Joseph E. Fournier has accepted an offer to become the next chief human resources officer for the U-M Health System. He will begin this leadership role in February 2015, with overall responsibility for human resources programs, initiatives and services in the Health System.
U-M President Mark Schlissel today announced that he will be recommending the appointment of Marschall S. Runge, M.D., Ph.D., to become U-M’s executive vice president for medical affairs March 1, pending approval by the Board of Regents in December.
The federal government will fine more than 2,600 hospitals in the coming year, because too many Medicare patients treated at these hospitals are ending up back in the hospital within 30 days of going home. Two new conditions have been added in this round of penalties: elective hip and knee replacement and chronic lung disease. Now, a new U-M analysis shows that penalties for chronic lung disease will have a greater impact on hospitals that care for poor and minority patients.
For the sixth time in a row, the University of Michigan Health System’s patient care has earned a top grade on a national report card for patient safety – showing how well U-M clinicians protect patients from errors, injuries and infections.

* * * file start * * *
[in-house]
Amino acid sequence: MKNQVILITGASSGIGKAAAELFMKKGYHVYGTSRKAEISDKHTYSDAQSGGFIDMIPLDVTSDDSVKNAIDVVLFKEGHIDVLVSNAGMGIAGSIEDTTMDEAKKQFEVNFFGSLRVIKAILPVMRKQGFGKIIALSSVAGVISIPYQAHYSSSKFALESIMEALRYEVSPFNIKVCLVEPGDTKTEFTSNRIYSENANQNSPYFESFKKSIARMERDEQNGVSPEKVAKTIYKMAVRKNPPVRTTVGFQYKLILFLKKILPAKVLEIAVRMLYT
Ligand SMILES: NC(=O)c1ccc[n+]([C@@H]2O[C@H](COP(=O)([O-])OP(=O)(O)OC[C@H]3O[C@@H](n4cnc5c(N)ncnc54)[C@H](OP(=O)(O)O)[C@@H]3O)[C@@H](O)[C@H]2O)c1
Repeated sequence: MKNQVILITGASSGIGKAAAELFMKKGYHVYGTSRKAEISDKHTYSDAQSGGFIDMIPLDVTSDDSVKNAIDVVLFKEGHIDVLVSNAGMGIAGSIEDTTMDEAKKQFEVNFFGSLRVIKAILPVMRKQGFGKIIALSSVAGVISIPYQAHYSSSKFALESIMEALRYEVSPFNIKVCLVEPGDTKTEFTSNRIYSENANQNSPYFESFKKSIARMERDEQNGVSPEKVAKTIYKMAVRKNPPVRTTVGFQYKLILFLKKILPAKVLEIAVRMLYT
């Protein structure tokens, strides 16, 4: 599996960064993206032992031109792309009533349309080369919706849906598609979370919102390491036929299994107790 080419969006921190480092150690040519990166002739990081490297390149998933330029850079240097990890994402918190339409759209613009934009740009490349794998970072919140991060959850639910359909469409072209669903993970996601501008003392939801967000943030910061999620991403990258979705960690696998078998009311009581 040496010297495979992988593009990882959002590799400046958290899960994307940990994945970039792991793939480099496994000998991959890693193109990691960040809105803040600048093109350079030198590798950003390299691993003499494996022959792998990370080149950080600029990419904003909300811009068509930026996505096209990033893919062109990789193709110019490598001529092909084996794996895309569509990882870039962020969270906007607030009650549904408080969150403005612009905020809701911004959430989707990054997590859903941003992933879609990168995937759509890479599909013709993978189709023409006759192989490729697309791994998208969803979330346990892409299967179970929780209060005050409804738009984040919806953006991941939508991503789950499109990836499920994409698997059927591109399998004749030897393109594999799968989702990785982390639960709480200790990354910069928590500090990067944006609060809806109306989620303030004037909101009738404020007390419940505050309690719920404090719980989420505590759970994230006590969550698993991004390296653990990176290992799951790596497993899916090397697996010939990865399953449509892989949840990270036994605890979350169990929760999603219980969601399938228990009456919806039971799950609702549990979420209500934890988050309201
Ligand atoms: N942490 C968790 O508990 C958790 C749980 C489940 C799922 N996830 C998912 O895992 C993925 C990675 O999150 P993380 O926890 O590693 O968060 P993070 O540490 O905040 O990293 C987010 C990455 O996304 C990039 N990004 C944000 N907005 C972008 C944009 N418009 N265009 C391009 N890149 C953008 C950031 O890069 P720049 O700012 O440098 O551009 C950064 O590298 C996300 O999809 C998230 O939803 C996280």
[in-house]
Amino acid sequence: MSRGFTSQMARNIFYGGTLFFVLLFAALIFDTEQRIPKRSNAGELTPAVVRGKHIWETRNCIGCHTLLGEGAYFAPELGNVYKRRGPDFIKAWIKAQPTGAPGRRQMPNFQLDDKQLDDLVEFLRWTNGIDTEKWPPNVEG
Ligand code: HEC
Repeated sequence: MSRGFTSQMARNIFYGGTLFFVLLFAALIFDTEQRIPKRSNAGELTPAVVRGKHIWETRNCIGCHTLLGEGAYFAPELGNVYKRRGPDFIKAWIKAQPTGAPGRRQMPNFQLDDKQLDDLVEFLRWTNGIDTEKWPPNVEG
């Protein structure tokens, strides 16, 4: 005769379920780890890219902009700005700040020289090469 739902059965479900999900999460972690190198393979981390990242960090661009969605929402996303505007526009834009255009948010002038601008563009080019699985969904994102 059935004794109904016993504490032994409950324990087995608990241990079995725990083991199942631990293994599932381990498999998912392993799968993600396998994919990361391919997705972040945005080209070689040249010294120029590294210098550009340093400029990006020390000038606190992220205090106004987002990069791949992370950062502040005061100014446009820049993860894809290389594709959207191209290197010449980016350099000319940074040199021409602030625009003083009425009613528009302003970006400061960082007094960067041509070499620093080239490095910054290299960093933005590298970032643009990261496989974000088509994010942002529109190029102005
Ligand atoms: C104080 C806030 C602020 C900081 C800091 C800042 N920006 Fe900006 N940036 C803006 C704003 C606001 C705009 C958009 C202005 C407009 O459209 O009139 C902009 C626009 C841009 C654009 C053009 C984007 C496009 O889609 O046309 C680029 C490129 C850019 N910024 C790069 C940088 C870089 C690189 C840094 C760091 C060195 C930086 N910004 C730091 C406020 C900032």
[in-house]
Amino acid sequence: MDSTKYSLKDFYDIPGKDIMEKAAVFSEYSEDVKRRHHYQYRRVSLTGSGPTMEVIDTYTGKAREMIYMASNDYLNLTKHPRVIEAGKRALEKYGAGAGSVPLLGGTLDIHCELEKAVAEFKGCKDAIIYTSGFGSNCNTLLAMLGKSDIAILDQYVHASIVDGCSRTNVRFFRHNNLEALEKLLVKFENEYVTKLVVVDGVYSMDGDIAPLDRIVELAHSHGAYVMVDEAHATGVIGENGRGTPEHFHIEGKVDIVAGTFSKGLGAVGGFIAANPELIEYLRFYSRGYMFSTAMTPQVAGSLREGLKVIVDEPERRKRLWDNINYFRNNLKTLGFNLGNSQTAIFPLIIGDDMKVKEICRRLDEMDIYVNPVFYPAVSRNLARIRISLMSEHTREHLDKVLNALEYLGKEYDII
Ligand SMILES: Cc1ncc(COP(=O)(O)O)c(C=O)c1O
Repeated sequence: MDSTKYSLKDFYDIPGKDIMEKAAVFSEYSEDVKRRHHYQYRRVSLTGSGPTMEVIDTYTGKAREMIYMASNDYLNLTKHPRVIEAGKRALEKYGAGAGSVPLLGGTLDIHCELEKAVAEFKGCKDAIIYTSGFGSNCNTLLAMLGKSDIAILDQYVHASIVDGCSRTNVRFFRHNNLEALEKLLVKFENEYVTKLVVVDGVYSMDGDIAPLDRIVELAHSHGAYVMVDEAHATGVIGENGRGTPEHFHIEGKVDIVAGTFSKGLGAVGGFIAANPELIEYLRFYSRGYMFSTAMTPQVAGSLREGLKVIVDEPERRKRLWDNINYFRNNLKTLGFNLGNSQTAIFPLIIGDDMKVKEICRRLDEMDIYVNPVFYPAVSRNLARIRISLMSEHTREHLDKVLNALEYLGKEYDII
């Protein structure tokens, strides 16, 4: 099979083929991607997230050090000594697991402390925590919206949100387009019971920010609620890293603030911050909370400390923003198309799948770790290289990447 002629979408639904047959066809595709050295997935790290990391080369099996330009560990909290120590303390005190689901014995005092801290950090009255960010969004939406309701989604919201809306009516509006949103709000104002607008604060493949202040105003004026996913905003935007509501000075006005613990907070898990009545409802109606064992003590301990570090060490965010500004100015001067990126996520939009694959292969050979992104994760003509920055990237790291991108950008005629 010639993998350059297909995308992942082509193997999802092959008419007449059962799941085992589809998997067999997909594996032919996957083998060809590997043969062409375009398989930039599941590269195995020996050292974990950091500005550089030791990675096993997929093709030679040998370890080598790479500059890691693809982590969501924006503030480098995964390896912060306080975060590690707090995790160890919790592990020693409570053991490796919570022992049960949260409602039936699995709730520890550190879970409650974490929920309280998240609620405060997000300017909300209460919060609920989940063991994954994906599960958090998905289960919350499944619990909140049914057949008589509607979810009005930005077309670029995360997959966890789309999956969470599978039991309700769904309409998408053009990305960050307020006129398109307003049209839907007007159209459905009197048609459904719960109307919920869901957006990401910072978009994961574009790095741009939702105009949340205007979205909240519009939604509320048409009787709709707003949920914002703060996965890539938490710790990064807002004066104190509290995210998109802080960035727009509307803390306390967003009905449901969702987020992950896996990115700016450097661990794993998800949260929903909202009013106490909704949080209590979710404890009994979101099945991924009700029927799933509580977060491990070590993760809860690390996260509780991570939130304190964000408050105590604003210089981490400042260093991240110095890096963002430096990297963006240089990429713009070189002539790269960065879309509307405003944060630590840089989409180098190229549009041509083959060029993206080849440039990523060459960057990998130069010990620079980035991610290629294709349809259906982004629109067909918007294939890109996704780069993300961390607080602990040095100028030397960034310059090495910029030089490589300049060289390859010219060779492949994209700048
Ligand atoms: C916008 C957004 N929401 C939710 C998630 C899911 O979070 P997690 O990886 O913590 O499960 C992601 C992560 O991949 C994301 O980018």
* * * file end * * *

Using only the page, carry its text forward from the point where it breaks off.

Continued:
Right out of the starting gate, Michigan’s expansion of health coverage for the poor and near-poor holds lessons for other states that are still on the fence about expanding their own Medicaid programs under the Affordable Care Act, a new analysis shows.
Every day, the dedicated staff of UMHS hospitals and health centers take care of patients with serious illnesses – including those who carry infectious diseases. We’re drawing on this experience and expertise to help us prepare for the possibility of receiving patients who have Ebola virus disease, or a high risk of developing it.
A decade ago, America’s health care community took on heart attacks with gusto, harnessing the power of research and data to make sure that
every patient got the best possible care. It worked: death rates have dropped. Now, say a pair of U-M experts, it’s time to do the same for sepsis.
A new study pulls back the curtain on one of the most contentious issues in health care: differences in payment between physicians who perform operations and those who don’t. Contrary to perception, the research indicates, the physician payment system is not inherently “rigged” to favor surgeons.
Two years ago, more than 1,800 doctors from U-M and around Michigan joined together to improve the care of 80,000 people who rely on Medicare, while also slowing the growth of their health costs. Data released yesterday show they achieved much of their aim in just the first year, though more opportunities remain to improve care and contain costs further.
Doctors nationwide rate the U-M Health System as one of the best places for young doctors to train in their chosen field, across 20 medical specialties, according to a new ranking. Nearly 1,200 residents and fellows are currently training at University of Michigan in 105 specialties.